2 Daily Grind Case The License Agreement specifies that the license fee is earned, payable, and contractually non-refundable as of the date of execution of the License Agreement. Daily Grind and Pacific also entered into a separate Supply and Royalty Agreement. Based on this agreement, Daily Grind will allow Pacific to distribute personal organizers manufactured by Daily Grind to a specified retail channel in the United States. As part of the Supply and Royalty Agreement, Pacific agreed to pay Daily Grind quarterly royalty payments based upon a predetermined royalty schedule. If Daily Grind cannot or does not provide the amount of product Pacific requires under the Supply and Royalty Agreement, Pacific maintains the right to enter into a separate manufacturing contract that would allow Pacific to use certain of Daily Grind’s proprietary production methods. The sales terms (e.g., price, discounts) under the Supply and Royalty Agreement do not differ from the terms of other arrangements Daily Grind has with third parties to sell its products. The Supply and Royalty Agreement will expire ten years from the date of its execution and will renew automatically for successive ten-year terms thereafter, unless a material breach of contract occurs. Termination of the License Agreement (see above), non-payment of royalties due, or failure to meet sales performance goals would constitute a material breach under the terms of the Supply and Royalty Agreement. An independent party has evaluated the sales performance goals and has deemed them to be substantive.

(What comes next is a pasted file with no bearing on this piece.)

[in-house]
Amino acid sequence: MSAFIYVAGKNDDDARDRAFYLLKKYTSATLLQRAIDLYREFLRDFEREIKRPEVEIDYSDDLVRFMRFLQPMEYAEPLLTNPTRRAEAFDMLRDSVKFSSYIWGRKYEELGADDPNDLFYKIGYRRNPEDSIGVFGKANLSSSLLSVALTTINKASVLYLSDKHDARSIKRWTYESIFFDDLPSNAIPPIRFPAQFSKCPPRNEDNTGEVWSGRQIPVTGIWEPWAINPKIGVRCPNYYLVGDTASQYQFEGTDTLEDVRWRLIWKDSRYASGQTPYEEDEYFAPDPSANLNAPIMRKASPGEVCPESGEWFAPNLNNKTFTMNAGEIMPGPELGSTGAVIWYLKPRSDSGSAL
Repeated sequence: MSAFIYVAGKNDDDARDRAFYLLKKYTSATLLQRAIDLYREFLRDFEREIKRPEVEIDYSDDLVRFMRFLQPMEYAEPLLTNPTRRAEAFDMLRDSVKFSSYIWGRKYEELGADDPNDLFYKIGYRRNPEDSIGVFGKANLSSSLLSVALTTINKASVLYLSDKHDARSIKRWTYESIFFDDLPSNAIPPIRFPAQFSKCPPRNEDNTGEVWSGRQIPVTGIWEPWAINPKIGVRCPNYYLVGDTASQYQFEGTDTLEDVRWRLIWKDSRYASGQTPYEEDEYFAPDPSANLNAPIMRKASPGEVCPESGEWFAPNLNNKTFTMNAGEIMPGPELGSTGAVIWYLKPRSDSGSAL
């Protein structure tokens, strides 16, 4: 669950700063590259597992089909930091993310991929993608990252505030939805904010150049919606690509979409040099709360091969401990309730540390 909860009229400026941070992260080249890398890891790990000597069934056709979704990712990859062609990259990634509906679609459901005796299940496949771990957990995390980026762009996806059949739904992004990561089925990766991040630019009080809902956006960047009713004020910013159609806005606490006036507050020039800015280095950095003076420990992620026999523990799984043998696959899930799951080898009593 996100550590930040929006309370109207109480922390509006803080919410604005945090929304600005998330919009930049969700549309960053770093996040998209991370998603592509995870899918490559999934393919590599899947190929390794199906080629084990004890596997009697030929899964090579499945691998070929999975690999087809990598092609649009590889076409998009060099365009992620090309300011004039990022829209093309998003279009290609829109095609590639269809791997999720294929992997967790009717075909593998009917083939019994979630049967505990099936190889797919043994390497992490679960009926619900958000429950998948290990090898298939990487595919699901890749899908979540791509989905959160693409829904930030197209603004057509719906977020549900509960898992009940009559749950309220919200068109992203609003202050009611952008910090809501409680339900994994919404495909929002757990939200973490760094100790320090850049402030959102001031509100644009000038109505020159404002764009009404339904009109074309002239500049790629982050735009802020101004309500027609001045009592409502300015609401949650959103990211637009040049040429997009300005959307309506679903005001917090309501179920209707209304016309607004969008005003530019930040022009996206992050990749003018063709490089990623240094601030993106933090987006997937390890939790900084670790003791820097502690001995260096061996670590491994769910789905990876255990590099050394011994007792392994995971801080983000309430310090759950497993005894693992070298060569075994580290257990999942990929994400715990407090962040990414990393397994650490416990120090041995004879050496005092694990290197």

3 Daily Grind Case Daily Grind has experience in both license and royalty arrangements and believes that both the License Agreement and the Supply and Royalty Agreement are priced at their respective fair values. Further supporting their conclusions, Daily Grind plans to engage an independent valuation expert to verify that the terms of the agreements are at fair value. Required: Is it appropriate for Daily Grind to recognize the $12 million payment from Pacific under the terms of the License Agreement as revenue upon execution of the License Agreement?